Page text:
#2, not necessarily, as you can see, life go on when less than 50% of the population actually works. Employment isn't really bad cause people are out of work. Employment is bad because compensation is made with fiat. (IMO). The currency is designed to enrich the people who touch it first, meaning the wholesalers. More people in the real economy increases demand creating opportunity for entrepreneurship and small business growth in LOCAL economies. again IMO.

    #4, you probably saw this already but Irwin Schiff (yes Peter Schiff's dad for those who haven't seen it.) http://www.youtube.com/watch?v=bFxvy9XyUtg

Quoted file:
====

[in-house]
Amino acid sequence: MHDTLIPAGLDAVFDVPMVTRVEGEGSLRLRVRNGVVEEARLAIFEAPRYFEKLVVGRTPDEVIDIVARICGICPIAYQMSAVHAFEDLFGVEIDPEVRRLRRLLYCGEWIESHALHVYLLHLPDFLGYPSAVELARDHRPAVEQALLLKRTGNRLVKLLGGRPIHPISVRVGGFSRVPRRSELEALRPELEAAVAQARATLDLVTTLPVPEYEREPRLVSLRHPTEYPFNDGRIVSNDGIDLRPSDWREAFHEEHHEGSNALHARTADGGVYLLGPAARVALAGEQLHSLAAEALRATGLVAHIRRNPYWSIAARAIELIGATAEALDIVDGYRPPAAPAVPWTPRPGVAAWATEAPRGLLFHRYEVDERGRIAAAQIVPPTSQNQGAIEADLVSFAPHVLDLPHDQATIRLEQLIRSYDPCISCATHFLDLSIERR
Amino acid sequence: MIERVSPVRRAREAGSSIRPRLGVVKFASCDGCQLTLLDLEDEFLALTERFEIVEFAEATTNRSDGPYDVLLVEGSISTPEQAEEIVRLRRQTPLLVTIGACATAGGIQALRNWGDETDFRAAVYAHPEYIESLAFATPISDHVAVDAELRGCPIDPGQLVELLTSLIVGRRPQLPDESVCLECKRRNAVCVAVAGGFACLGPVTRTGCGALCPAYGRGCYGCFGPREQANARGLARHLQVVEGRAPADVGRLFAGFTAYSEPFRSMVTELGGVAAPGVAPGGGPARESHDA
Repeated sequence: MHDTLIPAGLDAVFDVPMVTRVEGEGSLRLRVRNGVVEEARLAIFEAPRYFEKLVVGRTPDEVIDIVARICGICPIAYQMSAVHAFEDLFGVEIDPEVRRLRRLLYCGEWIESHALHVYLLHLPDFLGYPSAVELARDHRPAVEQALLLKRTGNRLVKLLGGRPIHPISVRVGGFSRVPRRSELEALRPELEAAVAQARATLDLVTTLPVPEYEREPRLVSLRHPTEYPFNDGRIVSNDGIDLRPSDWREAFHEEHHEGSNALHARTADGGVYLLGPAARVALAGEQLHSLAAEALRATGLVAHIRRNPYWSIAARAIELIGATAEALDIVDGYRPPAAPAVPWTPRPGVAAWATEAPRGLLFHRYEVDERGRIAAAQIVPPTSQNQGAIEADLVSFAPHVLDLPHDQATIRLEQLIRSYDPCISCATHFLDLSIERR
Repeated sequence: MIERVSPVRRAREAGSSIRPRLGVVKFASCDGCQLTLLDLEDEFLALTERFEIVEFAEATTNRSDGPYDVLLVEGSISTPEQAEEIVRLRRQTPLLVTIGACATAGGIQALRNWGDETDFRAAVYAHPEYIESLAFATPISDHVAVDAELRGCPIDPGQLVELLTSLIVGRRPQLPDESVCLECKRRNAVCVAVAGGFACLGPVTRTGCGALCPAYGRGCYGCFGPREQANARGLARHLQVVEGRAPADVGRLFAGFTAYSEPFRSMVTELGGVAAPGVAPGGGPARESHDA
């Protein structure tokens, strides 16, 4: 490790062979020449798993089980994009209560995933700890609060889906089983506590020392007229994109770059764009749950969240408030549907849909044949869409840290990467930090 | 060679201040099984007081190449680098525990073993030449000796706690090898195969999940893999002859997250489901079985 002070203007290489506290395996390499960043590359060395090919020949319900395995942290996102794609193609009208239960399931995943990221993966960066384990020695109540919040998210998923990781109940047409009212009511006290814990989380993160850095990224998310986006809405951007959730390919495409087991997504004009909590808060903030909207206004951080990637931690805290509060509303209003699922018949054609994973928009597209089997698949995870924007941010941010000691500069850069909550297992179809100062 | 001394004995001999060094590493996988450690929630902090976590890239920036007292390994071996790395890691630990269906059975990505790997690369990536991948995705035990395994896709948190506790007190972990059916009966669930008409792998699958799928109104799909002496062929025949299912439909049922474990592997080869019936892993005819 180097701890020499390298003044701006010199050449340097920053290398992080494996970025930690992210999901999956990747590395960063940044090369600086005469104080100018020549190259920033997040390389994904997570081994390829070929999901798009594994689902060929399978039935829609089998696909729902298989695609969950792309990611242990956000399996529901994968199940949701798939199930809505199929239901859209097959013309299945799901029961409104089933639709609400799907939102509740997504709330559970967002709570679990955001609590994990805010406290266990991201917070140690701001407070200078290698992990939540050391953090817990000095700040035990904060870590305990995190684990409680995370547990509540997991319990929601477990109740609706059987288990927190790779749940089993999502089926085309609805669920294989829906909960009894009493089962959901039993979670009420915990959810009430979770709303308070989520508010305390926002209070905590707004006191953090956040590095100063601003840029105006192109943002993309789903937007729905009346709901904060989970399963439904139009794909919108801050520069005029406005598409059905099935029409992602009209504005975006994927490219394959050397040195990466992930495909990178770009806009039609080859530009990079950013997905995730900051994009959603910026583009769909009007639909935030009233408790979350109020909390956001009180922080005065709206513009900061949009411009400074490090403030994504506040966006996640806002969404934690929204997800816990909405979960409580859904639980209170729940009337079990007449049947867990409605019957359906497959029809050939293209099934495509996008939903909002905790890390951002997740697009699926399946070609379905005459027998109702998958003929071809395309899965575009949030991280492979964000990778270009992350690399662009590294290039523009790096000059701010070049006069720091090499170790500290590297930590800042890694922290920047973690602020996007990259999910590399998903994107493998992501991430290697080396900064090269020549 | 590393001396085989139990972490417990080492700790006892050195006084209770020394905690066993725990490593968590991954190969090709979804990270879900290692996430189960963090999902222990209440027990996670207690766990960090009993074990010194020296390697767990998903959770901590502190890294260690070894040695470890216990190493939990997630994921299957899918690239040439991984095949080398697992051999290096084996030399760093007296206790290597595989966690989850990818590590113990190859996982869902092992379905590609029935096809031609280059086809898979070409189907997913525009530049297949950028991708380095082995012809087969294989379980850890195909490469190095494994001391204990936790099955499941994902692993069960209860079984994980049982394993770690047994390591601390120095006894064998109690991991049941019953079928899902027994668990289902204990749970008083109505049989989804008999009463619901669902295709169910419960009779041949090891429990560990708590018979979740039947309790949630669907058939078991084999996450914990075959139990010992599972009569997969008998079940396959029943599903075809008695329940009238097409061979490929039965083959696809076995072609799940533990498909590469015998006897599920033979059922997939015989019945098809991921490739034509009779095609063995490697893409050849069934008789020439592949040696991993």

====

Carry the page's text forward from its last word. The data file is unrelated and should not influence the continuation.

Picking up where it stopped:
really i think all 4 of those go together to create a solid FOUNDATION from which to build a housing market.

    What I meant was, more people will almost always means less employment, especially when you're already in a high unemployment situation. Granted, unemployment is hard to measure, and luckily, somebody gave me a good definition this week, which is "only people looking for work", this weeds out people who are unemployed or retired by choice.

    I don't doubt life goes on, just tell that to my unemployed neighbors. And I definitely am not the kind of person who will say unemployment is bad per se (see above). But I find it interesting people always deny it as fast as they can, meaning they most likely accepted the premise that unemployment is poverty.